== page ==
In the 2020 Summer Olympics in Tokyo, Sha’Carri Richardson, a sprinter for Team USA, was disqualified from participating in the competition after she failed a drug test and tested positive for marijuana. In the 2022 Winter Olympics in Beijing, Kamila Valieva, a Russian skater, similarly failed a drug test and tested positive for trimetazidine, a banned heart medication that can increase endurance. The only difference is that Valieva was allowed to compete, while Richardson was ripped away from being favored to win a medal. It’s important to address the racial inequality present during this season’s games.
In regards to Richardson, her mother had just passed away and the star track athlete was still expected to compete. She had been training and working hard towards the Olympics, and was assumed to win a medal for the U.S., but had just experienced a major loss. When news broke out about the failed drug test, Richardson was criticized in terms of accountability, even though she was grieving and had just undergone an immense amount of pressure to succeed in the summer games. However, the conversation did not go the same direction in regards to Valieva, a young white skater.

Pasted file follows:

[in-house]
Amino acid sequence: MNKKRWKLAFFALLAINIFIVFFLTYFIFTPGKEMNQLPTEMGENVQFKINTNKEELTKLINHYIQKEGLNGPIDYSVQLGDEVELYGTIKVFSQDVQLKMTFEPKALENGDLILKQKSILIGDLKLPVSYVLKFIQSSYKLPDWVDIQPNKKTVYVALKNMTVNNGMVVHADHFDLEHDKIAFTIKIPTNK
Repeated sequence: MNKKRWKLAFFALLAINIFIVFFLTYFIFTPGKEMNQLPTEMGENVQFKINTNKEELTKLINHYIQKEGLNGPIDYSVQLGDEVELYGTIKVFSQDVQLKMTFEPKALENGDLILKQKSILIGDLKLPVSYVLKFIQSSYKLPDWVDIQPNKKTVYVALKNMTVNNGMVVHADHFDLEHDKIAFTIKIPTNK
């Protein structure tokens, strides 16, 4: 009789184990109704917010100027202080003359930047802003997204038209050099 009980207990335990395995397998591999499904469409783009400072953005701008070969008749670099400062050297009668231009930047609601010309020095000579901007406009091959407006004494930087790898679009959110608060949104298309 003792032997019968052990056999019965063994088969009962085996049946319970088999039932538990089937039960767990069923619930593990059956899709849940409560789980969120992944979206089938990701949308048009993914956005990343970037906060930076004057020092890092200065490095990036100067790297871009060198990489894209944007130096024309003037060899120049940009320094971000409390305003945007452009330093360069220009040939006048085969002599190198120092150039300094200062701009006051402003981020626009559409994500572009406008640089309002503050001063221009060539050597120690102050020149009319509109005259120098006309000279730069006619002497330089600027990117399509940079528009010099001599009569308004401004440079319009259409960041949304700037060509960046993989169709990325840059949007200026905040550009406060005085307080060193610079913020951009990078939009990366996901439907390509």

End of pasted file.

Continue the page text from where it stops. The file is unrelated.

Sha’Carri Richardson’s racial identity as a woman of color predisposed her to a layer of discrimination Valieva did not have to face. She was subject to a narrative that painted her athleticism in a negative light, consequently putting a shadow over her career and degrading her reputation. Her pain was also scrutinized.
This article is not to say that Valieva did not deserve to compete, but Richardson should have gotten that same opportunity. It’s also important to acknowledge that news outlets and social media have called attention to how the Russian Olympic Committee treats teen athletes, and that Valieva experienced mistreatment and cold-hearted sentiments from her coach after the competition. It’s been speculated that she has faced this mistreatment during her training, which sheds a light on how female athletes generally are held to stricter standards. But Valieva’s racial privilege attracted more sympathy for her situation, which was not the same for Richardson.
On Twitter, Richardson called out the racist double standard. The IOC (International Olympic Committee) said different rules apply to minors, making Valieva a “protected person.” Valieva was protected by the IOC, but Richardson’s case shows that this decision was preferential. Richardson was excluded from the conversation altogether and deserved better.